The death of his gallant son, George Decatur Twiggs, who fell a volunteer in Major Lally’s command at the National Bridge, on the 12th of August, on the way to join his uncle the general, whose aid he was to become, had already excited a sincere and deep-felt sympathy for the bereaved mother. Having but just entered his twentieth year, a young of the finest talents, and with the brightest prospects, already distinguished in the walks of literature, and pursuing his legal studies with the zeal inseparable from an ardent temperament, he also, true to his blood—the commingled blood of heroes, which flowed in his veins—panted for martial fame. In one action, he had already gained the applause of his commander; in the next, whilst activity discharging the duty of a lieutenant in the place of one who had just fallen, the fatal missile of the enemy cut him off in the flower of his age.

“As some fair tree which erst the forest graced

And charmed the eye by blooming vines embraced,

Prone on the earth, a lovely ruin, east,

Yields to the lightning’s stroke, or tempest’s blast!”

Of the many brave men who have laid down their lives for their country’s honour during the existing war, none fought more gallantly, nor died more nobly, than did these kindred spirits—the father, and the son. Neither has it pleased an all-wise Providence to call hence on any of those battlefields, recently rendered immortal by the achievements of our heroic soldiers, a more worthy and well-tried citizen than the one, nor a youth of brighter promise than the other.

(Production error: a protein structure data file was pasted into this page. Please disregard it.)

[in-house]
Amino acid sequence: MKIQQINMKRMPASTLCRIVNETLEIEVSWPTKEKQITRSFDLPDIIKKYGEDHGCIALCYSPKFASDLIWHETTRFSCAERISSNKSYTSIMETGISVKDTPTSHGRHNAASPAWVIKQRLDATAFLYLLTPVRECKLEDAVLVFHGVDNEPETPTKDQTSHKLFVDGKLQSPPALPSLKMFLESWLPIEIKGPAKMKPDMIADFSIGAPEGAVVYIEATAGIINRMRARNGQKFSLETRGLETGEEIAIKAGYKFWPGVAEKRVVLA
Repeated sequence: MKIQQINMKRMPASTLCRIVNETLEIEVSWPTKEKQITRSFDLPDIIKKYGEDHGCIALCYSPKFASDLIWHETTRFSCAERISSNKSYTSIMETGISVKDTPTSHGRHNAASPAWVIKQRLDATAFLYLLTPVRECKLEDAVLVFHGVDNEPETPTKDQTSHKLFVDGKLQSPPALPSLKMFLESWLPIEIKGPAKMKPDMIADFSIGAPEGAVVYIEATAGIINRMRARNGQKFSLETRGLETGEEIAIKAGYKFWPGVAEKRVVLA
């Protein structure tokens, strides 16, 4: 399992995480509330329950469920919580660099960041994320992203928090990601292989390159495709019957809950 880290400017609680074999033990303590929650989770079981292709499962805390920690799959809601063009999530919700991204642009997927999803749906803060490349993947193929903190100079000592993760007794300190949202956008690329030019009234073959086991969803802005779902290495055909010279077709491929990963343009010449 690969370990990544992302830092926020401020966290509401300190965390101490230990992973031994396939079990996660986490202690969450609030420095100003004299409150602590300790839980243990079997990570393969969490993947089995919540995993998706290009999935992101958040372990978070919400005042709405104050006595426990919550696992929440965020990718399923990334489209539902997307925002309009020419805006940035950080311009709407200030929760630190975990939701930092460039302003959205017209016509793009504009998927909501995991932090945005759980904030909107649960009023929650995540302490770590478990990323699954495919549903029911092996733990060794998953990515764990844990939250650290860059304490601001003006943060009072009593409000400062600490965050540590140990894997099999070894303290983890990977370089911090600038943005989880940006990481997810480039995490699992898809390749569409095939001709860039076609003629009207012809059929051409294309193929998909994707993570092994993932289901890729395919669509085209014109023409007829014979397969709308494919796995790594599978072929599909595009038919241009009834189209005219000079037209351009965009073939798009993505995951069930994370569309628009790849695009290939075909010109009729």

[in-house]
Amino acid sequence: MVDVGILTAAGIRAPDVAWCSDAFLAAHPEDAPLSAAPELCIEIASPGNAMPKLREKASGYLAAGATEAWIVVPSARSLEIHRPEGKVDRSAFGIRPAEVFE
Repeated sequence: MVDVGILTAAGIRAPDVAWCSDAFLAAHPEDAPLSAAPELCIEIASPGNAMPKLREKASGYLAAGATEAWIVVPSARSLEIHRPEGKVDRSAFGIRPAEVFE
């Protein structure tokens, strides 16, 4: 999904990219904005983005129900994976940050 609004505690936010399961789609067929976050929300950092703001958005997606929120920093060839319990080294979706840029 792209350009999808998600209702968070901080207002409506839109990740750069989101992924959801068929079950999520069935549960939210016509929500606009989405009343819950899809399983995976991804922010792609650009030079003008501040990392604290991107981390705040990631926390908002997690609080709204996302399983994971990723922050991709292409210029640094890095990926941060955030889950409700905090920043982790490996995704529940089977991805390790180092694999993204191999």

Well appreciated by his friends, to whom he was endeared, as well as by his own virtues as those of his estimable wife, the news of the fall of Major Twiggs, almost coincident as it was with that of his son, has created a deep sensation of universal sorrow and sympathy. Generous, humane, social, affectionate, and with a soul of chivalry, he was swayed by the gentlest emotions; considerate to those under his command, without any relaxation of discipline, he was the friend of the soldier, and was rewarded by the soldier’s obedience and devotion. As an officer, long holding most responsible and arduous stations, his conduct always elicited the applause of his superiors; and in all the social relations, and more especially in those of domestic life, his deportment may be pronounced to have been faultless. Of scrupulous integrity, he was conscientious in the discharge even of his minutest duties: a tender and affectionate husband, a most kind and indulgent parent, leaving a wife and three daughters to lament his loss. Alas, it is to those widowed and orphaned hearts that his many virtues are best known, and by them that they will be most fondly cherished; hearts crushed beneath a weight of affliction which few are called upon to bear, for scarcely had they begun to recover from the shock of the loss of a son and brother, before this last stunning blow fell upon them like a thunderbolt. Let them be considered henceforth as the widow and children of the nation, for to their ease the annals of war, with its aggravated horrors, can scarcely produce a parallel. To their prior bereavements it would be out of place to refer here. But that gracious Being, who has seen fit to visit them with such grievous afflictions, will not fail to comfort and uphold them in this our of their bitter trial.